Life these days looks a lot different than it did back in 2007. For starters, back then I was finishing up my freshman year of college in Connecticut, I was also wearing way too much makeup, and in this weird phase that involved way too many hair products. But the most highlight-worthy difference, for our purposes, was that I weighed about 70 pounds more than I do now. Standing at 5-foot-4 and tipping the scale at more than 200 pounds, I wasn’t just overweight, I was unhappy. I felt uncomfortable in my own body, and as a result, wasn’t super happy with my life.
Through learning how to eat better, practicing moderation and embracing a more active lifestyle, the weight slowly came off. Over the course of about three years, I lost weight. I gradually became more confident and excited for my day-to-day. As big of an accomplishment as it was for me to watch the numbers on the scale go down, it’s been even more rewarding to keep the weight off for almost 10 years (and counting).
There are countless pointers on how to lose weight, but weight maintenance can be a struggle. In fact, research shows more than 80% of people with obesity who lose weight regain it. Here are the biggest takeaways I have from maintaining my weight loss:
When I was in the thick of my weight-loss journey, I learned a lot about portion control and moderation. I was never the woman who would cut foods out of her life completely (Think: French fries, wine or ice cream), but rather consume them here and there. I learned that if I tried to completely avoid something, it would make me want it more, and even lead to overeating if I finally caved. I’ve truly embraced moderation over the years, which helps me continue a balanced diet, and enjoy everything from time spent with friends and celebrations to a good Friday pizza night.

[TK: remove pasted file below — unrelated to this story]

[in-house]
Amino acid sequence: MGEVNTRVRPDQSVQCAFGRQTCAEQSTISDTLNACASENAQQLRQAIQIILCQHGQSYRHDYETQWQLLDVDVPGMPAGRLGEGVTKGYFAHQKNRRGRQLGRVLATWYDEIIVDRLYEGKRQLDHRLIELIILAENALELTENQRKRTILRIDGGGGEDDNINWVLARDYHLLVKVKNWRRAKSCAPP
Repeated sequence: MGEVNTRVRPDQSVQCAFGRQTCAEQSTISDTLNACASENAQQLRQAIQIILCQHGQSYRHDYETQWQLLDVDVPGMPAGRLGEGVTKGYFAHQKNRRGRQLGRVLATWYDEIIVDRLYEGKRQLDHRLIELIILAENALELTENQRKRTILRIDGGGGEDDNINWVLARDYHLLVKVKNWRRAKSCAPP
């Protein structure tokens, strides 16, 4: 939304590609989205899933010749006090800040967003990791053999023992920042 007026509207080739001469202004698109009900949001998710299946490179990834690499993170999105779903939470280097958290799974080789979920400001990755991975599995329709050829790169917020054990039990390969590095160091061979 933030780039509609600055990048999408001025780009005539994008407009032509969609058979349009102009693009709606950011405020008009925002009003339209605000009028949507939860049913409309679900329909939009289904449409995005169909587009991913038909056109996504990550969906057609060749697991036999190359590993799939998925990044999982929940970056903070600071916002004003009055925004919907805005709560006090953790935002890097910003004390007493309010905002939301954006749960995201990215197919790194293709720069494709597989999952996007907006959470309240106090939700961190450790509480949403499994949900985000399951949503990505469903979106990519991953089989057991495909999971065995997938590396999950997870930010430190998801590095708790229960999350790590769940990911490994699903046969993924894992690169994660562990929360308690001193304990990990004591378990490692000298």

When you’re paying extra attention to what you’re putting in your body, it can be easy to feel a sense of guilt if you overdo it here and there. It may not feel stellar, but it happens! The best thing you can do is get back to eating whole, good foods and not be so harsh on yourself for indulging a bit. Wasting your time getting down on yourself for your choices won’t do you any good. Rather, focus on what’s next.
Today, I’m a nine-time marathoner. However, back when I started running, I did it in 15-minute increments. I carry that lesson with me to this day: Exercise doesn’t need to happen for hours at a time. What’s important is you make movement a priority and integrate it into your regular routine in a way that feels attainable. Have a 30-minute break in the middle of your workday? Take a nice walk around the block and get some fresh air. Looking to kill some time before dinner with a friend? You can breeze through a core workout in less than 15 minutes, and you may not even break a sweat.
How many times have I strolled into the kitchen, not because I’m hungry but rather because I’m procrastinating or bored? Answer: Too many to count. Before working hard to lose weight, I’d often indulge in cravings as a way to deal with anxiety. Sure, those moments still happen, but I’ve learned filling up a water bottle is a good tactic to avoid unnecessary calorie binging. Instead, I hydrate, and give myself the time to answer the question “are you really hungry, or is this a distraction?”
Weight loss is an external change, and it’s often challenging for the internal dialogue to match the new external expression. It can be a super emotional process! It’s important to prioritize reshaping your inner dialogue as the pounds come off, and there are certainly plenty of outlets that you can use in that process. I’ve gone through stints of in-person and teletherapy, and I also have a regular journaling process. Both have helped immensely, aiding me to have better self-talk and get comfortable with who I am, letting go of who I was.
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